Midsommar Night’s Scream; What did we think of Ari Aster’s Latest?


Director: Ari Aster Starring: Florence Pugh, Jack Reynor, William Jackson Harper, Will Poulter, Ellora Torchia, Archie Madekwe Runtime: 147 minutes

Watching Midsommar feels like watching someone boil a frog. And no matter how much pretty lighting and composition you use in the process, you can’t help thinking “Why are we boiling this frog?”

Ari Aster wrote and directed Hereditary last year, shocking critics and horror fans alike with his beautiful frames and brutal, shocking images. Award-winning actress Toni Collette made the film with her harrowing depiction of a grieving mother (and daughter). It can often appear as though the horror genre is lacking in creativity and innovation because of its reliance on tropes and familiar motifs, and perhaps because of this directors who do something in any way different get overly praised. Hereditary was a flash in the pan, helped along by the shock of the sudden brutal imagery which is becoming a calling card for Aster, along with the incredible performance from Collette. With Midsommar, Aster fails to catch that magic twice.

The film’s premise is simplistic; a group of American lads are invited by their Swedish friend to come to a folk festival run by a commune. Bad things start to happen and anyone who questions it disappears. All standard horror fare. The strange thing here is that for so much of the film, Aster builds no dread or tension. As soon as we get through the first brutal set piece early on in the festivities, it’s clear that the group will be picked off one by one. But in keeping this mostly offscreen, it’s unclear what exactly the film is trying to achieve. With Hereditary, you don’t necessarily feel fear but you do feel dread throughout and removing that element from Midsommar makes for a much weaker film. I wonder if this was a conscious choice to make the gore all the more stark but it fell flat for me.

Florence Pugh gives a nuanced performance as Dani, put-upon girlfriend of Ireland’s own Jack Reynor’s character Christian. She is experiencing a major bereavement and we watch her emotionally processing throughout the film as more and more trauma is heaped upon her. Her grief lends depth that is missing from the other plotlines and I wish we’d spent more time focusing on Dani, as Aster does have a clear understanding of the dynamics of grief. The interactions between Dani and Christian are also unfortunately so recognisable in their bleakness; he forgets her birthday, their anniversary and the fact that they’ve been together 4 years and gaslights her repeatedly. Their problematic relationship was one of the more compelling aspects of the film, but the momentum built here didn’t ever get channelled between the two of them which I found frustrating.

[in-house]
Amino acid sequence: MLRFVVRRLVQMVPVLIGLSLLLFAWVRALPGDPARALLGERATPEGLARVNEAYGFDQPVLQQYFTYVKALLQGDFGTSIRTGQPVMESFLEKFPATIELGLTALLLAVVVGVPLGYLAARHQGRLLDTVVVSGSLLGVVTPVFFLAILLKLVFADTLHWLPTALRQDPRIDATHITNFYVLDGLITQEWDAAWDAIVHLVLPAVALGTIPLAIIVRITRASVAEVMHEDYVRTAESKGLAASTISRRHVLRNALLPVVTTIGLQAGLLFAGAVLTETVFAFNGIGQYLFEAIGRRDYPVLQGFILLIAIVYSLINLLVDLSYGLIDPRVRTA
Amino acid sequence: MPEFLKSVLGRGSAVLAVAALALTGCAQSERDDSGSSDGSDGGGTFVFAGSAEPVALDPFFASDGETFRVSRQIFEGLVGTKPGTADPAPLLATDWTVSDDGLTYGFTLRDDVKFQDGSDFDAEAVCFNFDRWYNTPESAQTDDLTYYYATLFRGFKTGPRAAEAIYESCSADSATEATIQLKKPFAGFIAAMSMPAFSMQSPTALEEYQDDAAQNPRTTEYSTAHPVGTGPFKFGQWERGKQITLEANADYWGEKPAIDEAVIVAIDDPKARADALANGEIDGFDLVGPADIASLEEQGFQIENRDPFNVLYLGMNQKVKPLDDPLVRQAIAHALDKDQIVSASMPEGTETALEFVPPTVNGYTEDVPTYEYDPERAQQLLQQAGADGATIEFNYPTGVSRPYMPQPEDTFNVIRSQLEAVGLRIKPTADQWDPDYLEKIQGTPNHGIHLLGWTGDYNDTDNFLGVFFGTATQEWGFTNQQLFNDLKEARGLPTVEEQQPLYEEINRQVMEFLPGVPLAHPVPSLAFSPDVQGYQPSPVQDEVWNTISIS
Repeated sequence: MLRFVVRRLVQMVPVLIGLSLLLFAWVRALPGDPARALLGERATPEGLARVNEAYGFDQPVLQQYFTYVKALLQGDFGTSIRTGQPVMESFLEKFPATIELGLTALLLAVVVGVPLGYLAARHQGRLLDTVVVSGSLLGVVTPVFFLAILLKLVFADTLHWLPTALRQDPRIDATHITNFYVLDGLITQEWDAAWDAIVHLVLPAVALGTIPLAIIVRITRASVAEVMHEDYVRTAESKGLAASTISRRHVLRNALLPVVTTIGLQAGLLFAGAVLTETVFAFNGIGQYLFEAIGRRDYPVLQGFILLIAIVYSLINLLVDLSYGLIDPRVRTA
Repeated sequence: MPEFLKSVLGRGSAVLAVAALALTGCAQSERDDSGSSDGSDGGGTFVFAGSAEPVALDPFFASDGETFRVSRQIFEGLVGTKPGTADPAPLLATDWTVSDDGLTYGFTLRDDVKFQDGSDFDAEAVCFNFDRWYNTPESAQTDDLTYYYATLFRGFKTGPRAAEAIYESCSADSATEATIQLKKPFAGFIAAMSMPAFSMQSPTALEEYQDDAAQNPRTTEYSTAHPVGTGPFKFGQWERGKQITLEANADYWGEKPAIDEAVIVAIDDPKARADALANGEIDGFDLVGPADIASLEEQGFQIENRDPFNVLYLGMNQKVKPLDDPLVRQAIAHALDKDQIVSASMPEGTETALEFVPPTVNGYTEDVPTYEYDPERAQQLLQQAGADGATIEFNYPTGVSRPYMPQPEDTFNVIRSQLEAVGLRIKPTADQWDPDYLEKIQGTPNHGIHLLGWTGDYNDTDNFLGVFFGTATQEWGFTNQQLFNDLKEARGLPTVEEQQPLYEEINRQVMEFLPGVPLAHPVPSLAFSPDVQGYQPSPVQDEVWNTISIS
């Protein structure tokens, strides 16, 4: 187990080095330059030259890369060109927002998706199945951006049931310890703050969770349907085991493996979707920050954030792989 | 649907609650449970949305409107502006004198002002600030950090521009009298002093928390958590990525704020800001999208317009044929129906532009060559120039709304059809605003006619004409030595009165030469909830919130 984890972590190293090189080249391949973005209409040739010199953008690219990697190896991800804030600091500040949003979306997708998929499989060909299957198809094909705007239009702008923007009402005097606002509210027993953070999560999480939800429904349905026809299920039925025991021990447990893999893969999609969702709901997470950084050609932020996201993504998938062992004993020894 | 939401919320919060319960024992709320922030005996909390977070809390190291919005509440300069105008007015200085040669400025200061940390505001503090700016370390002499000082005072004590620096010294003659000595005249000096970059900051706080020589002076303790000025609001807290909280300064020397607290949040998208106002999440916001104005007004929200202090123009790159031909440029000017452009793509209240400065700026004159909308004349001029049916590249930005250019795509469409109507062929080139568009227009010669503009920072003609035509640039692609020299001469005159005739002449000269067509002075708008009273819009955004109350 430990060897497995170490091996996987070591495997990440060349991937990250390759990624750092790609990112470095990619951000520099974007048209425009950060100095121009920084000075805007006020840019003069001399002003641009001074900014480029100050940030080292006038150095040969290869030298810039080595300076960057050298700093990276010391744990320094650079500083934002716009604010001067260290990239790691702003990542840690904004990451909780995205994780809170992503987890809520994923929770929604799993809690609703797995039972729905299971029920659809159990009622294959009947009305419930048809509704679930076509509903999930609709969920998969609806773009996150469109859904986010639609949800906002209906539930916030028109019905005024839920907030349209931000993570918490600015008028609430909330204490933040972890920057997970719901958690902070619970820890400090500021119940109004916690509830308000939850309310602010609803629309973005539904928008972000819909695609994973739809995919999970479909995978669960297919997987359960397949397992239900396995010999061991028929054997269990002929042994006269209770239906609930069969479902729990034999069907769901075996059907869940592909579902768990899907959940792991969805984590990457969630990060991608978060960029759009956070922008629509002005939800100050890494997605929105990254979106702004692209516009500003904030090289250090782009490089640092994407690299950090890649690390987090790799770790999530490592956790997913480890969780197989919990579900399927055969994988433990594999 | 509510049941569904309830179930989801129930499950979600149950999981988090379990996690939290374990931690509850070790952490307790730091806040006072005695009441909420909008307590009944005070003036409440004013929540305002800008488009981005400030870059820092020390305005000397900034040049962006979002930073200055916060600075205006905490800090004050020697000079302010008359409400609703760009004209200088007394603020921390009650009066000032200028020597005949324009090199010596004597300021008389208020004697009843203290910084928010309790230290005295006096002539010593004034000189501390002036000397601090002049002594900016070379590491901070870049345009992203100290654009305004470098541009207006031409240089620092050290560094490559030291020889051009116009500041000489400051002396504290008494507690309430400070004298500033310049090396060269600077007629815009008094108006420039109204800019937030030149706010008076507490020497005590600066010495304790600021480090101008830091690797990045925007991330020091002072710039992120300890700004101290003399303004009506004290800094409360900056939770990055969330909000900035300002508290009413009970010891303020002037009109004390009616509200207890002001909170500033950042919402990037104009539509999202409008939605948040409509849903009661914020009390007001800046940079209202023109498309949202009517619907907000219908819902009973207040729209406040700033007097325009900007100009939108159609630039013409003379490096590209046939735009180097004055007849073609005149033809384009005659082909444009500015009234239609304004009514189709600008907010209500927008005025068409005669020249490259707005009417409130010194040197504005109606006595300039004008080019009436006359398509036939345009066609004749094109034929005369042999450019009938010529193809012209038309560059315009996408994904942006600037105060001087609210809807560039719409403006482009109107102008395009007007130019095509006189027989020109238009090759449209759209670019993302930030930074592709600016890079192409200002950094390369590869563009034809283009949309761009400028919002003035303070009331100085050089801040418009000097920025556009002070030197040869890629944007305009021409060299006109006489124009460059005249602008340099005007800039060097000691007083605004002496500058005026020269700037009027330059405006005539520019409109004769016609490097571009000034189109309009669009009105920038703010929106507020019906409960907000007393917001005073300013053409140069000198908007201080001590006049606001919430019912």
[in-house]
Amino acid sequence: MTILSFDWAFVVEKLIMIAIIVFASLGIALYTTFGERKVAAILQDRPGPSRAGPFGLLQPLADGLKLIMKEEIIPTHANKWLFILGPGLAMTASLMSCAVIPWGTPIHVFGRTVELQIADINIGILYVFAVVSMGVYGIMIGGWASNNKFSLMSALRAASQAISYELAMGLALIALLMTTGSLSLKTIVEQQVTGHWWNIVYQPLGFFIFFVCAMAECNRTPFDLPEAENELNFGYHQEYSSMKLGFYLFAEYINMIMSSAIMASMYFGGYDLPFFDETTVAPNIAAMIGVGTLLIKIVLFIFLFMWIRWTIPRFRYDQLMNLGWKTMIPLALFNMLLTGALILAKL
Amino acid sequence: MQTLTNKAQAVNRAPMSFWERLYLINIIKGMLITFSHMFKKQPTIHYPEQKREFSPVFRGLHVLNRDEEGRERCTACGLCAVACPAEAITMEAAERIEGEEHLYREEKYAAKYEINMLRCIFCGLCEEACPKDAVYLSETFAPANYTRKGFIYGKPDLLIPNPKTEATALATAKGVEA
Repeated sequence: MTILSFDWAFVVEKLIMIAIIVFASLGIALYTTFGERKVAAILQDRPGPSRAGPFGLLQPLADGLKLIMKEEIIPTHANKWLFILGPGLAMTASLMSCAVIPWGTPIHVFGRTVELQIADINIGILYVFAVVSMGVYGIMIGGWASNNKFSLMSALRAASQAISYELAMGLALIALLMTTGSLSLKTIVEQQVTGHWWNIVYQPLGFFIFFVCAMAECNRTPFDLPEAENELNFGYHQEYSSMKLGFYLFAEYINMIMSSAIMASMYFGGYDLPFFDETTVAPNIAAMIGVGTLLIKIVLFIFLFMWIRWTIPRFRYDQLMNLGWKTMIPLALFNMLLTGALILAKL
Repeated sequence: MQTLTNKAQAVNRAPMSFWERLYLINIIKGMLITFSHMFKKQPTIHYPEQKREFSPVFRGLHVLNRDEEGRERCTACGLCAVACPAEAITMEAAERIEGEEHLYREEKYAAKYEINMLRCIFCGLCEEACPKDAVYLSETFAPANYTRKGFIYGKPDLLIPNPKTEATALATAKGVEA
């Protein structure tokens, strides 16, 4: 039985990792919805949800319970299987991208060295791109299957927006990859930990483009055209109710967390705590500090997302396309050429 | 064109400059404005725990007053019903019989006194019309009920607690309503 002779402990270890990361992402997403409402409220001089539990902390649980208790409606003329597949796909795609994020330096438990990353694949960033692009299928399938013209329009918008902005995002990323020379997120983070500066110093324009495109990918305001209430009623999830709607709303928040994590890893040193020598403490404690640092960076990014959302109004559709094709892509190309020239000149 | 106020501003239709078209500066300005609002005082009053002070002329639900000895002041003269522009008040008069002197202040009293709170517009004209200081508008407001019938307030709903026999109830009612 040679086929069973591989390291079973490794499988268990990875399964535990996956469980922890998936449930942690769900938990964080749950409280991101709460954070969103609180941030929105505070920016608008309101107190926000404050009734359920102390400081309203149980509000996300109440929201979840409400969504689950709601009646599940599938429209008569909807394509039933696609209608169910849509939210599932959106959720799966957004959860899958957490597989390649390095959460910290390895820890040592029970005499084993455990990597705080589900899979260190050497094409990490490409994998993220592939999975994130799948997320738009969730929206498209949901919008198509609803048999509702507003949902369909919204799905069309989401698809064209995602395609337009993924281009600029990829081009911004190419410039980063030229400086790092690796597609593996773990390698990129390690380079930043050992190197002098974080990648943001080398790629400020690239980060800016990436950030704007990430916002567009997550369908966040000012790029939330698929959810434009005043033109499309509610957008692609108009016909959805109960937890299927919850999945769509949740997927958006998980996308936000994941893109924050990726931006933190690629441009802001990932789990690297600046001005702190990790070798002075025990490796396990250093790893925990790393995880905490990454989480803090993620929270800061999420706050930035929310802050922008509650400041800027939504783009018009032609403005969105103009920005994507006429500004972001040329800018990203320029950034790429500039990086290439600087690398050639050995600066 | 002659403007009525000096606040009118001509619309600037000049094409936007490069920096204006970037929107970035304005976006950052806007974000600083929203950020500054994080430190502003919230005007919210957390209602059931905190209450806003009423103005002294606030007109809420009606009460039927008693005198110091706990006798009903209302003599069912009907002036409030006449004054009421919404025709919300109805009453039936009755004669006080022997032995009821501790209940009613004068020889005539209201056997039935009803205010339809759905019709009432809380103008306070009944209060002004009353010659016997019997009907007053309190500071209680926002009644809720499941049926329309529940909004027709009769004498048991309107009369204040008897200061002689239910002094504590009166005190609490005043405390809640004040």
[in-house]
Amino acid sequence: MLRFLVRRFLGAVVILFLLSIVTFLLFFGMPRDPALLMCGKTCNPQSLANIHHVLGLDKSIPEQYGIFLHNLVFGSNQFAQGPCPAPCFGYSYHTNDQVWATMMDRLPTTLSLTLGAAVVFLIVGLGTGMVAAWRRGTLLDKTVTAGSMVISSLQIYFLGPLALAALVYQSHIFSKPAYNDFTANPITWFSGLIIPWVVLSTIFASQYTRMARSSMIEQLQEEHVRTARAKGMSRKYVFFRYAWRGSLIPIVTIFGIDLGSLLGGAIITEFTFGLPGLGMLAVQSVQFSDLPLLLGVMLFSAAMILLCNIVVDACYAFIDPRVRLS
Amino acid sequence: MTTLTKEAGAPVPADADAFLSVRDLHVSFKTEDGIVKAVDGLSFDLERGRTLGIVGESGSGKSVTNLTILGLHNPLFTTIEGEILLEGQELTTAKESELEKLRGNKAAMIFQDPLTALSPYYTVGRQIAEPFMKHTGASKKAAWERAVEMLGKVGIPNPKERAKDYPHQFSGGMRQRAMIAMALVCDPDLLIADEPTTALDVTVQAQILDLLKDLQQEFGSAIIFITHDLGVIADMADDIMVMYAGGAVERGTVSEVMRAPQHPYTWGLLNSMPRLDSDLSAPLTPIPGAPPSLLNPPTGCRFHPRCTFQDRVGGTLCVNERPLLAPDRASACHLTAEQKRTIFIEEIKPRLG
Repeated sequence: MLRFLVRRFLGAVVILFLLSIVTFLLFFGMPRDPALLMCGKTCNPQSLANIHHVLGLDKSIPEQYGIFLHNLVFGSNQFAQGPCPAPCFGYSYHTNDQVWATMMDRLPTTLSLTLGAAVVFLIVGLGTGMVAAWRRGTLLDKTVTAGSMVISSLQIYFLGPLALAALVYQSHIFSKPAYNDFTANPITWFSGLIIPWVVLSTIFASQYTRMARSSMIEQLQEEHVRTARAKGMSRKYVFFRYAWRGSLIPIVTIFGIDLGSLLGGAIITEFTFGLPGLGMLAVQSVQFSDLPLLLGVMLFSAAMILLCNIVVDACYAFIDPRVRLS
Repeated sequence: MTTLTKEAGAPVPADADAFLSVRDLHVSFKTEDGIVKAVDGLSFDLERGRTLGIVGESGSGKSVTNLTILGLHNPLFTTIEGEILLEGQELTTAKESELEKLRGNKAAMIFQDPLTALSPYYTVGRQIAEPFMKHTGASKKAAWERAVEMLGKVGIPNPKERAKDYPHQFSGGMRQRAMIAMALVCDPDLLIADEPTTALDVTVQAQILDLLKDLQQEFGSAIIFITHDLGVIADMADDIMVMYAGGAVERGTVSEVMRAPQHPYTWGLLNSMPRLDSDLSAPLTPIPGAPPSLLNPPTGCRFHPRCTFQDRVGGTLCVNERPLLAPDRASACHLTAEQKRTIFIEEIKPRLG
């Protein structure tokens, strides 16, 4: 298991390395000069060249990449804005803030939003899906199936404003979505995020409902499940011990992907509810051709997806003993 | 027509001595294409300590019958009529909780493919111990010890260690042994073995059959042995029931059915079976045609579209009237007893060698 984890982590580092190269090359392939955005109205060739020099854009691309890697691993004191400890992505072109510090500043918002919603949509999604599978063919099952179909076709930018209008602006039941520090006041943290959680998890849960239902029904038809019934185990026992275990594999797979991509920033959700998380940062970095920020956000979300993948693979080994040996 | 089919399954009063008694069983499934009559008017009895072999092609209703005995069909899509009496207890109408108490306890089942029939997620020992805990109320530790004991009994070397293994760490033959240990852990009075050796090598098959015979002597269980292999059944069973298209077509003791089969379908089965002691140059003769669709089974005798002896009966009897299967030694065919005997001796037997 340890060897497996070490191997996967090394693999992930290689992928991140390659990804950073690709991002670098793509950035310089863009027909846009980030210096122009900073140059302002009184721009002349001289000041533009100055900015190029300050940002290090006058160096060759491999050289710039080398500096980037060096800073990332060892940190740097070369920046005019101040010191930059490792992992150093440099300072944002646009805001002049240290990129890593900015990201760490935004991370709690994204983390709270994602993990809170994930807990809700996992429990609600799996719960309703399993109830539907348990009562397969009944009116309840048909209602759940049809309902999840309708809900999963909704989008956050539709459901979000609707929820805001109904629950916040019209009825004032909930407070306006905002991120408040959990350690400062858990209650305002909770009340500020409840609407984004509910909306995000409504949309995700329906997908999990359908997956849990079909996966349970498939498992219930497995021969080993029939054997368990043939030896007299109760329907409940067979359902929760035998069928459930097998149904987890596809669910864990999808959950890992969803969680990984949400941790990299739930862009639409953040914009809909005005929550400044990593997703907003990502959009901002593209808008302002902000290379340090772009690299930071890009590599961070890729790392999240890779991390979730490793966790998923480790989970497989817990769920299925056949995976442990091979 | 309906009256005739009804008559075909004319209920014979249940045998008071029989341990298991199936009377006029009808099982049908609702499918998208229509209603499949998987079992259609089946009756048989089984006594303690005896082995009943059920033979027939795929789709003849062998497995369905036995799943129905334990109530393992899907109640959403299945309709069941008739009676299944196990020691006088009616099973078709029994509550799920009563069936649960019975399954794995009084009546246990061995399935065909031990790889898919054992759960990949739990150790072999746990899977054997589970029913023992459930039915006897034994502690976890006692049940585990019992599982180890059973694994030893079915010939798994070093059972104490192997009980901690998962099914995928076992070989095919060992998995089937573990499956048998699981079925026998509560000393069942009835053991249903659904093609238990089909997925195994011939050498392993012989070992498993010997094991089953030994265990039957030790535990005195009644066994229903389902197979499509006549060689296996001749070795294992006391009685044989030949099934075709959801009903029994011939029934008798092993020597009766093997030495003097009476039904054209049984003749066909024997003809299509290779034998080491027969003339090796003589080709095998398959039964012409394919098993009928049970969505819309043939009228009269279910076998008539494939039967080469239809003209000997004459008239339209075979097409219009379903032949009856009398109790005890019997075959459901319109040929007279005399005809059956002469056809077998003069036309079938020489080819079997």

It has to be said, the cinematography and set design are stunning. The super bright scenes in the Swedish countryside are punctuated by stark dark frames achieved by shooting through a wooden wheel and doorways. A major plot point is conveyed via rich, vibrant tapestry and we see further clues on the frescoed walls of all of the buildings. From a visual standpoint the film is worth watching, it’s just a pity that that the interactions between our main characters are hamstrung.

For a horror film in 2019 to use a physically deformed child as a plot device is incredibly disappointing. If he had been removed, nothing significant changes so this is a damning choice made by Aster. This director has technical competence and a recognisable visual style, but may not be a strong enough writer. It will be interesting to see how he handles a script he hasn’t developed. I’ve said it before and I’ll say it again; if you’re going to have a runtime over 90 minutes you really have to justify it and Midsommar doesn’t. It behaves like a mystery but because it’s quite clear what (if not how) is going to happen, a shorter runtime would have the benefit of making the pacing issues less glaring. (3 / 5)

Jess Dunne
About me

Jess is an English with Film grad with a healthy respect for the big Blockbusters and other such entertainment 'fluff'. Who says pleasures have to be guilty?

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